It is not advised to try to do this alone. You will need people there to help with the baby once the baby is born into the water to ensure that the baby will not drown and that the umbilical cord is not damaged or wrapped around the baby. Many women choose to deliver the placenta outside of the tub.

Most women that choose a water birth do so because they feel the delivery is much less stressful on their baby and a more gentle way to bring their baby into this world. Higher birth satisfaction rates are common with water births. Many women opt to leave the water pool moments before delivery and give birth “on land” to be sure the birthing process goes smoothly. But for those who opt to remain in the water tub, many report it being a more pleasant birthing experience.

Water helps to soften the perineum as well which may help to reduce the need for episiotomies and the presence of vaginally tearing. It also helps the mother to deliver in a more relaxed state. Here is a beautiful retelling of one woman’s water birthing story.

Are water births ok for anyone?

Water births are not for everyone. While scientifically we don’t have a lot of data regarding the safety of water births there are some recommendations for certain parameters to be met for women to consider a water birth.

Here are some parameters to meet and things to think about when considering a water birth:

  • A relatively uncomplicated and healthy pregnancy. If you have had any type of pregnancy complications such as gestational diabetes, high blood pressure, dizziness or fainting, or any other kind of concern your doctor or midwife may recommend that you not consider a water birth. This way as you are birthing and delivering they can keep a better check on how your labor and delivery are progressing.
  • Gestational age of at least 37 weeks. Water births are not recommended for babies who are delivering early. Keep this in mind as you plan for a water birth and have a back up plan in case your little one comes before 37 weeks.
  • Your personal wishes for the birth of your baby.
  • Cost of the procedure and the logistics of where to deliver and supplies needed. It is typically cheaper to have a home birth which is how many water births are done. Water births can also be done in birthing centers. Check ahead with your hospital or birthing enter for the costs involved and whether your insurance will cover any of these costs.
  • Access to emergency care should a problem arise during delivery for you or your baby.

Some complications could include:

  • The baby drowning.
  • Tearing of the placenta, especially if the baby is pulled from the water quickly to prevent drowning.
  • Aspiration of the meconium by the baby.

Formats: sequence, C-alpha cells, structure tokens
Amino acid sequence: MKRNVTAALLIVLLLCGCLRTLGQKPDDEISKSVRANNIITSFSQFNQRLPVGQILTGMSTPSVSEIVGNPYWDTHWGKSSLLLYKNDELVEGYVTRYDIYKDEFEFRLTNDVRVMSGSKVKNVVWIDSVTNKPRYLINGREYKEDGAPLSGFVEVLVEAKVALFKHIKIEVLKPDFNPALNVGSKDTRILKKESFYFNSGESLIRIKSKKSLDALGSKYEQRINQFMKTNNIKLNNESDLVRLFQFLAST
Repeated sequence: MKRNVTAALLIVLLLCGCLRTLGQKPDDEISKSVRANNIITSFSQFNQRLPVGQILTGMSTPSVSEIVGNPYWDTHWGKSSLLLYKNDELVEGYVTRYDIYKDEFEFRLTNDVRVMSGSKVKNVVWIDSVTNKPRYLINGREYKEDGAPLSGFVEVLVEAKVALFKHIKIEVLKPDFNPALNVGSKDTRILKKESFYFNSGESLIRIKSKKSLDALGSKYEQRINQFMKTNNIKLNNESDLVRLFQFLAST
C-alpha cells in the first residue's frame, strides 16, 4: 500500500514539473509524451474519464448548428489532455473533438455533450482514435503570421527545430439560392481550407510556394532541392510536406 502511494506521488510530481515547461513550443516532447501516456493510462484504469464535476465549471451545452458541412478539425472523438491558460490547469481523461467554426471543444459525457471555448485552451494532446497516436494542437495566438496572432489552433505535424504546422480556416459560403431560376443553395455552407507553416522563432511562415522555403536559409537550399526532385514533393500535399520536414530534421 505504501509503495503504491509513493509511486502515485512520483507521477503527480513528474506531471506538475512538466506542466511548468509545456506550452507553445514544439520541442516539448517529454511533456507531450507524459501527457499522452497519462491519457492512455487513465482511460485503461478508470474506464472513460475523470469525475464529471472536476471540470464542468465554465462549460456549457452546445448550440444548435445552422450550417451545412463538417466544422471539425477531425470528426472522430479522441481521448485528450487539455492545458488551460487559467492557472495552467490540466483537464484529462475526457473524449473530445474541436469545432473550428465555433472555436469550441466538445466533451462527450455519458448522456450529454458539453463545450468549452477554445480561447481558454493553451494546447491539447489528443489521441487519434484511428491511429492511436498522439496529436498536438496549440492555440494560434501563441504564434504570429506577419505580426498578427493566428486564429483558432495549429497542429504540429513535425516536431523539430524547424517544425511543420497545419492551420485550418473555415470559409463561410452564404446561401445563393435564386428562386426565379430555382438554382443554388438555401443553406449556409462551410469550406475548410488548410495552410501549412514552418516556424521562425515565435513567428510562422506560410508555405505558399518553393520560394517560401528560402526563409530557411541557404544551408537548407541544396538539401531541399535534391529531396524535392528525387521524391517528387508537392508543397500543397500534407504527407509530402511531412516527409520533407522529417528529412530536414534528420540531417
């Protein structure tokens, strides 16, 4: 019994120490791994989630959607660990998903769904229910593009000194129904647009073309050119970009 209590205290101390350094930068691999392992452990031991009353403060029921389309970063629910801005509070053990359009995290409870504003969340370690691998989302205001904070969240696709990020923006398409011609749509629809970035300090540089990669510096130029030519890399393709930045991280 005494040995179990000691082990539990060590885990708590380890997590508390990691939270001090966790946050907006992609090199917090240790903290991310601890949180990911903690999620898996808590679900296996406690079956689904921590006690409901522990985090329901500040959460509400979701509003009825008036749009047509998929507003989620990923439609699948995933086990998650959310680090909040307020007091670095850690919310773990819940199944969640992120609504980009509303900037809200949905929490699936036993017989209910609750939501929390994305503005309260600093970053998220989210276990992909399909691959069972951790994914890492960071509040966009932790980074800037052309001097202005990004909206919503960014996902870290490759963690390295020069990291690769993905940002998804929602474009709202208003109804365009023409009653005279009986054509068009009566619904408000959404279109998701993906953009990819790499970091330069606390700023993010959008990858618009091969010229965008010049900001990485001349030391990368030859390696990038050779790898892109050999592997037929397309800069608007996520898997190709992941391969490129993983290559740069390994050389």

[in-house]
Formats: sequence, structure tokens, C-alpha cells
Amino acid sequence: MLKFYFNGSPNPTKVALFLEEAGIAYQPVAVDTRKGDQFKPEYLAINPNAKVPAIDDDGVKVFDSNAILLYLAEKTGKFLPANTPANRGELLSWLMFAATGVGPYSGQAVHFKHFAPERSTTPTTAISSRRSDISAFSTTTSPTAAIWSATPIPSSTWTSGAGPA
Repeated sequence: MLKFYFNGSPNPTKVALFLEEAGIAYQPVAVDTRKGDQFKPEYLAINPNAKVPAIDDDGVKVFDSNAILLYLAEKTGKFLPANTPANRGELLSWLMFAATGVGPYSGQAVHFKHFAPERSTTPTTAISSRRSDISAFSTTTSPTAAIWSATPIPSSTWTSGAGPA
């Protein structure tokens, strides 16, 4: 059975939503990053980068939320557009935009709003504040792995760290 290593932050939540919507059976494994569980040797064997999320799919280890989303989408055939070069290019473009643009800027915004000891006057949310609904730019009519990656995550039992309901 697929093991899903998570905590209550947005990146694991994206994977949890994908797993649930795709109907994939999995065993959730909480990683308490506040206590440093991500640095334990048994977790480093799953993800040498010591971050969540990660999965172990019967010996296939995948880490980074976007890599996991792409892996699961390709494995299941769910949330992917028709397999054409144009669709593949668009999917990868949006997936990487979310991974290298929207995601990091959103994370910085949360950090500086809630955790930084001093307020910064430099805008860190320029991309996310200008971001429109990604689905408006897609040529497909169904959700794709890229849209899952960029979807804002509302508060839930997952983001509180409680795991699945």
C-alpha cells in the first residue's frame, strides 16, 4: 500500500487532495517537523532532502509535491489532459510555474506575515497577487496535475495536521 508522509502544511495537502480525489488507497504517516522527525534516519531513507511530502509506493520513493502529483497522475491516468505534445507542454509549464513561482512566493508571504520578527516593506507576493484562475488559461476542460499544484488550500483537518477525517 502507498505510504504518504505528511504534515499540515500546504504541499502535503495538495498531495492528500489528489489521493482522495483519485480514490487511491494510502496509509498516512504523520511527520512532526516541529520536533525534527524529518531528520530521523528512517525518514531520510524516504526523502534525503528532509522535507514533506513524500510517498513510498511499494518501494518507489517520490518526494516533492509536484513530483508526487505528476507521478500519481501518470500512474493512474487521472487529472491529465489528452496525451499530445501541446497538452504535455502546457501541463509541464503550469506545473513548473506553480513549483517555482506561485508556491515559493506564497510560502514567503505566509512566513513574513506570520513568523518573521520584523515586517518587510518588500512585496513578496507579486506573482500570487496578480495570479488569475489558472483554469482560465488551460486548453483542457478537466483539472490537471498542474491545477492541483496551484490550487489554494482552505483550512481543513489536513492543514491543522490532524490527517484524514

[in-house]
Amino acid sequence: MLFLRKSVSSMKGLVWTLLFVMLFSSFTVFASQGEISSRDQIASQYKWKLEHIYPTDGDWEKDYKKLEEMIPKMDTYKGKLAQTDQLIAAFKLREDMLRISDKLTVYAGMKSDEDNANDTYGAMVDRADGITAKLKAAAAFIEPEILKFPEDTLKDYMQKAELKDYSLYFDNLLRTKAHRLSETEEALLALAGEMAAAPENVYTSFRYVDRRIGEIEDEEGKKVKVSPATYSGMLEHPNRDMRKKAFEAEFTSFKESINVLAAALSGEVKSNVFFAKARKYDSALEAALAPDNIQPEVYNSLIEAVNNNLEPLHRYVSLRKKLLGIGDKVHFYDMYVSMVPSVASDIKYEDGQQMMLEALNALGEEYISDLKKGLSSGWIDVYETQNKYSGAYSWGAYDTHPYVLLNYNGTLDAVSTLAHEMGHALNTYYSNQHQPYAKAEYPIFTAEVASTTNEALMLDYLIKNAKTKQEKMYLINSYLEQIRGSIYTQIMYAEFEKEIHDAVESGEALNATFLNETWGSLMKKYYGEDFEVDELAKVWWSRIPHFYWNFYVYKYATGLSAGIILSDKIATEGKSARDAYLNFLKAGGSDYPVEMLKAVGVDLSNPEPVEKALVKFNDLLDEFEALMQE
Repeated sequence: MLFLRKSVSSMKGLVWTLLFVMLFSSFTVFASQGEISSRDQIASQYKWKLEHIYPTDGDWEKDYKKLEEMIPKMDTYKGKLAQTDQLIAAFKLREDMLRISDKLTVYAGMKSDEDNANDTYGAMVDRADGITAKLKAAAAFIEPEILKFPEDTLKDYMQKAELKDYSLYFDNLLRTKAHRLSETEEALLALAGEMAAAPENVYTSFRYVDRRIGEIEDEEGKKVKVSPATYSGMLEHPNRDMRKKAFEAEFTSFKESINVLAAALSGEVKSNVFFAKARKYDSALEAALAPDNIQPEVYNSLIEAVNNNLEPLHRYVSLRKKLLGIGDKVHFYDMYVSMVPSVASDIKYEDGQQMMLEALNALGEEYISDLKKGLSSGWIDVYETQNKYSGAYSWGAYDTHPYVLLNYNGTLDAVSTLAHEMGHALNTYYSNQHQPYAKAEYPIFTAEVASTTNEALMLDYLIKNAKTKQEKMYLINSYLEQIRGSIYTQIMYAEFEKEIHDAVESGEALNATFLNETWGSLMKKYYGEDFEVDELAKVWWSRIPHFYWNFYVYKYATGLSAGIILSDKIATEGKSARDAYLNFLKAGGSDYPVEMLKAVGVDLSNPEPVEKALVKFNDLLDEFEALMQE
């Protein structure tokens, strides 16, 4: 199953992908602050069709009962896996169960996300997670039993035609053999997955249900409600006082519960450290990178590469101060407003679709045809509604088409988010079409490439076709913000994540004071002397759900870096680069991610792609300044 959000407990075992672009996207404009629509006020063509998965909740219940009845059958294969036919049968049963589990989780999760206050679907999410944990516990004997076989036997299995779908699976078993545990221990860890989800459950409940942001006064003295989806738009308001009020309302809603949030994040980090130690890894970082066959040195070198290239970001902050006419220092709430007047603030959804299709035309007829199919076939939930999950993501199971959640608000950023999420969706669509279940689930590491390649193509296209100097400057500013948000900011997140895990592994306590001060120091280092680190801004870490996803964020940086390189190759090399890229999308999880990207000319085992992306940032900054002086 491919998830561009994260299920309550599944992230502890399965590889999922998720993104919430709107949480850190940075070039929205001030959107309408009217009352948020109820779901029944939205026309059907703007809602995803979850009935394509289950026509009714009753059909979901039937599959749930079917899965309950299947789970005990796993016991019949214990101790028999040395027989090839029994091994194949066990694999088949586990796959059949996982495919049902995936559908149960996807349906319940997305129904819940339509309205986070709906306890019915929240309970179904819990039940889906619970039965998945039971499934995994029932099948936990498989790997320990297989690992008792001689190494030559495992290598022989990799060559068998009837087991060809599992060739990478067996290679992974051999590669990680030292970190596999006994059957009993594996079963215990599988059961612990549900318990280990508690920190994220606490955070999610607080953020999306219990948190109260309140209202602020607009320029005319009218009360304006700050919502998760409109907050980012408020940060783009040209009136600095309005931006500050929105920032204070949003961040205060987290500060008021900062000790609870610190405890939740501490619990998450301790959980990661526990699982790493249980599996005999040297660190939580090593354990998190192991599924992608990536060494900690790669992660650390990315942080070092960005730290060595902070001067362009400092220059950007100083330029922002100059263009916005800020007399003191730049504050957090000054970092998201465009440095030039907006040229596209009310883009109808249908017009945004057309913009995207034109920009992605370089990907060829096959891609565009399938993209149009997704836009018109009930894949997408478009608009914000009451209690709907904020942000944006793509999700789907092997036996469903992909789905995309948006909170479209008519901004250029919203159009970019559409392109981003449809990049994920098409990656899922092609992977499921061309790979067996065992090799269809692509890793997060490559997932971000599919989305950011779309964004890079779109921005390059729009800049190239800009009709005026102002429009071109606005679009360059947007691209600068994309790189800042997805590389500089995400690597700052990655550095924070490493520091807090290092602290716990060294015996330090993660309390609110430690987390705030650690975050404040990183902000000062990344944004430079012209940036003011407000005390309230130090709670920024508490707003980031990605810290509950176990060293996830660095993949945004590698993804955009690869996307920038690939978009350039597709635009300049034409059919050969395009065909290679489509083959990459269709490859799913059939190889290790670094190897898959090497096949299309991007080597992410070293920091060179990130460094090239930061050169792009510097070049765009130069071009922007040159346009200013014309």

• Risk of infection.
  • Risk of pneumonia.


Water births are just one option available to women who are seeking an alternative birthing method. Many women want to reduce the trauma of birth on their baby which is what makes a water birth so appealing. As with any birthing decision, it is important to do your research and find out as much as you can before that day comes. If you are working with a midwife, you should be able to ask questions about their experience with water birth. Whatever you choose to do, we are here as a supportive community of parents. We know how personal and important these decisions are. Here are a few sites to help you get started on your research.


Water babies: Updated recommendations address laboring, delivering under water
Water immersion during labor | Your Pregnancy Matters

Immersion in Water During Labor and Delivery

WebMD article on water births

This article is brought to you by our contributing writers and parents here at the Babienet Parenting Community, where we value the stories of parents just like you! We welcome you to share your journey with us.

For further reading:

Considering Natural Home Births and Doula Services | Babienet Blog

Should You Create a Birth Plan? | Babienet Blog
Choosing the Best Care for Your 1st Time Delivery | Babienet Blog

What to Expect During Labor | Babienet Blog

Author Bio:

Christina M Ward is a mom, grandmother, and writer of lots and lots of words. When she’s not busy obsessing over writing poetry and well-living articles, she is out in nature exploring or doing needlepoint crafts in front of Netflix. She loves books and reading, learning geeky things about nature, and helping other people live their best life.

Is Childbirth in Water a Good Idea? Provides some basic information about childbirth and laboring in water for expectant mothers. Pros and cons of childbirth in water.